The MLB Ownership Review is a regular series (out on Fridays) in which review in depth the ownership dynamics of one slate from the previous week.

On Monday, May 8, the main slate consisted of 10 games headlined by the Cubs-Rockies affair at Coors Field. The Cubs and Rockies were implied to score 5.7 and 4.9 runs, giving the matchup the slate’s highest total (which we displayed on our Vegas Dashboard). There was just one problem: Weather.

The other nine games on the slate had a zero percent chance of rain. The weather in Colorado was the only red flag on the slate:

You can view projected and confirmed lineups as well as general weather information on our Lineups page. That 71 percent chance of precipitation resulted in a storm that produced candy-sized hail:

The game was delayed shortly after lineups locked and eventually postponed. On a slate with perfect weather everywhere except for the one place with the most potential for scoring, how did the ownership distribution shake out?

May 8th Ownership Review


Hitter ownership from the Cubs-Rockies matchup was mostly low except for a few batters at the top of the order. The following ownership data is from our DFS Ownership Dashboard (where Pro subscribers can review ownership trends across guaranteed prize pools of all stakes):

Hitter ownership was far below what we’re used to seeing at Coors Field — especially for the Cubs studs. Per our Trends toolKris Bryant and Anthony Rizzo have posted average ownership rates of 28.6 and 18.2 percent at Coors Field since the beginning of last season.

While only two of the game’s batters had ownership rates above 10 percent, their Volatility Ratings weren’t all bad. (Volatility Rating reflects the difference in ownership at various stakes.) A positive Volatility Rating means the player was owned more in high- than low-stakes contests; a negative Volatility Rating, vice versa. Six of the batters in the table above wound up with positive Volatility Ratings, which tells us that despite the brutal weather the sharp high-stakes players were more willing to seek risk with the matchup’s top hitters. The results weren’t positive in this instance, but the low ownership across the board offered a rare opportunity for DFS players to be contrarian with Coors hitters.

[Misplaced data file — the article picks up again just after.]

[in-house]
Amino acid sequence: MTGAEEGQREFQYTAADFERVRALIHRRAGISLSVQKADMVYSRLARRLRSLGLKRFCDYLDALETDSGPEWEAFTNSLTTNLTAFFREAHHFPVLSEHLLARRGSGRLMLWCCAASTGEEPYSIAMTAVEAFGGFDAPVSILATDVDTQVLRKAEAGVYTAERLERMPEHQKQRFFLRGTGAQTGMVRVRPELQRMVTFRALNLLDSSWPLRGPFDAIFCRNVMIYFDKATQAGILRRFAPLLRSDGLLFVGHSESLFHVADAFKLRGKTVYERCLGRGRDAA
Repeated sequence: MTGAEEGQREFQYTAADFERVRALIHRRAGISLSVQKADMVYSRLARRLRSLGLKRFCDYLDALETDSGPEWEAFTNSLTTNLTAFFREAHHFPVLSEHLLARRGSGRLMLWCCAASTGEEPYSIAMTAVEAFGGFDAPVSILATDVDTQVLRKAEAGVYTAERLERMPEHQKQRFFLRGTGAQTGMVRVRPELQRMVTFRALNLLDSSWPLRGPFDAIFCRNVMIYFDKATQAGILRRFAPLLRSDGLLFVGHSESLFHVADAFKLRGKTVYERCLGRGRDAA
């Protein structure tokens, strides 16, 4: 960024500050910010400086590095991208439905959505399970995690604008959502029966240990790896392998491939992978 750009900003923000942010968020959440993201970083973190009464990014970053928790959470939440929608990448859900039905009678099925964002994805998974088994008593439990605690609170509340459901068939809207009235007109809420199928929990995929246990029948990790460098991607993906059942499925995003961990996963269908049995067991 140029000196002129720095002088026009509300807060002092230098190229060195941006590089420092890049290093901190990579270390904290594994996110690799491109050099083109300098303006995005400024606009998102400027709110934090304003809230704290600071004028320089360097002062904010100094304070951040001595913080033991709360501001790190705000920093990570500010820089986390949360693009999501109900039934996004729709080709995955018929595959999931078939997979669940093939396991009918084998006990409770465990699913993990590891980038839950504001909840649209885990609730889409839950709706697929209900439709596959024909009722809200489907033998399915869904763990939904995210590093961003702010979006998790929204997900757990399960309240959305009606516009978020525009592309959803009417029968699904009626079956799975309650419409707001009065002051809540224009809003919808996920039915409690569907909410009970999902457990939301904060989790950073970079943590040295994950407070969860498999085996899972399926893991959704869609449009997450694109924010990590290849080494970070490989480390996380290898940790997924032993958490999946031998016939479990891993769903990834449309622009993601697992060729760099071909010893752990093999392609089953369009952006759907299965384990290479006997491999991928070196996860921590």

The ownership for the game’s pitchers, Jake Arrieta and Antonio Senzatela, is easier to understand:

Both pitchers had lower ownership as the stakes increased. As we found out in our MLB Weather Factors piece, pitchers have historically averaged a -1.45 Plus/Minus on DraftKings with precipitation odds between 61 and 80 percent. Rain delays don’t always result in postponement, but pitchers are often pulled after delays, which makes them much riskier plays in poor weather conditions compared to hitters. For this slate, the sharp move was to fade Arrieta and Senzatela.


Given the wealth of games with good weather, the public by and large faded the Cubs-Rockies matchup on 5/8. Here are some specifics:

  • Only two of the Cubs-Rockies hitters had average ownership rates greater than 10 percent.
  • While the overall ownership was depressed, high-stakes players took more chances on teh Coors batters than low-stakes players: Six of the hitters posted positive Volatility Ratings.
  • DFS players across all stakes faded both pitchers, likely due to the poor weather conditions and heightened chance for a delay.

Moving forward, be sure to use the FantasyLabs Tools to monitor the ownership patterns of slates with poor weather conditions in games with potentially high scores.